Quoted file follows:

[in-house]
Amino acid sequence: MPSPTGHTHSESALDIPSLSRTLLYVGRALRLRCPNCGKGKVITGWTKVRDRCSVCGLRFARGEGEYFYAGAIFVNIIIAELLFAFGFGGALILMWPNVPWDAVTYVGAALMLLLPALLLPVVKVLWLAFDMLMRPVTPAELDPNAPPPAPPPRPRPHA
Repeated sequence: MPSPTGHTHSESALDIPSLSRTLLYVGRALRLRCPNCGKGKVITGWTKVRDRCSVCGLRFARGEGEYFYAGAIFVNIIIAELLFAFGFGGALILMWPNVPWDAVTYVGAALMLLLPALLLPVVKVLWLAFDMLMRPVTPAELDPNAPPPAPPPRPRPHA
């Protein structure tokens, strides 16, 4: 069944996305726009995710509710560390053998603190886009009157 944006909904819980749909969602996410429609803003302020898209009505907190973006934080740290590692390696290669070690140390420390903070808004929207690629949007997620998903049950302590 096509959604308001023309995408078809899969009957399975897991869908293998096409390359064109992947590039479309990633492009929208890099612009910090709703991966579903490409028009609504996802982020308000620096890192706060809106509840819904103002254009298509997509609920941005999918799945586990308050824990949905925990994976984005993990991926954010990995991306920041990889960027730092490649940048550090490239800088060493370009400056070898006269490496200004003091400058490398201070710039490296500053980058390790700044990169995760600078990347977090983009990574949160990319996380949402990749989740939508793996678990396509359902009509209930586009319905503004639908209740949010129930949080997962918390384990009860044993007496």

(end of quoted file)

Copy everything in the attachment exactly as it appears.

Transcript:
[in-house]
Amino acid sequence: MPSPTGHTHSESALDIPSLSRTLLYVGRALRLRCPNCGKGKVITGWTKVRDRCSVCGLRFARGEGEYFYAGAIFVNIIIAELLFAFGFGGALILMWPNVPWDAVTYVGAALMLLLPALLLPVVKVLWLAFDMLMRPVTPAELDPNAPPPAPPPRPRPHA
Repeated sequence: MPSPTGHTHSESALDIPSLSRTLLYVGRALRLRCPNCGKGKVITGWTKVRDRCSVCGLRFARGEGEYFYAGAIFVNIIIAELLFAFGFGGALILMWPNVPWDAVTYVGAALMLLLPALLLPVVKVLWLAFDMLMRPVTPAELDPNAPPPAPPPRPRPHA
């Protein structure tokens, strides 16, 4: 069944996305726009995710509710560390053998603190886009009157 944006909904819980749909969602996410429609803003302020898209009505907190973006934080740290590692390696290669070690140390420390903070808004929207690629949007997620998903049950302590 096509959604308001023309995408078809899969009957399975897991869908293998096409390359064109992947590039479309990633492009929208890099612009910090709703991966579903490409028009609504996802982020308000620096890192706060809106509840819904103002254009298509997509609920941005999918799945586990308050824990949905925990994976984005993990991926954010990995991306920041990889960027730092490649940048550090490239800088060493370009400056070898006269490496200004003091400058490398201070710039490296500053980058390790700044990169995760600078990347977090983009990574949160990319996380949402990749989740939508793996678990396509359902009509209930586009319905503004639908209740949010129930949080997962918390384990009860044993007496």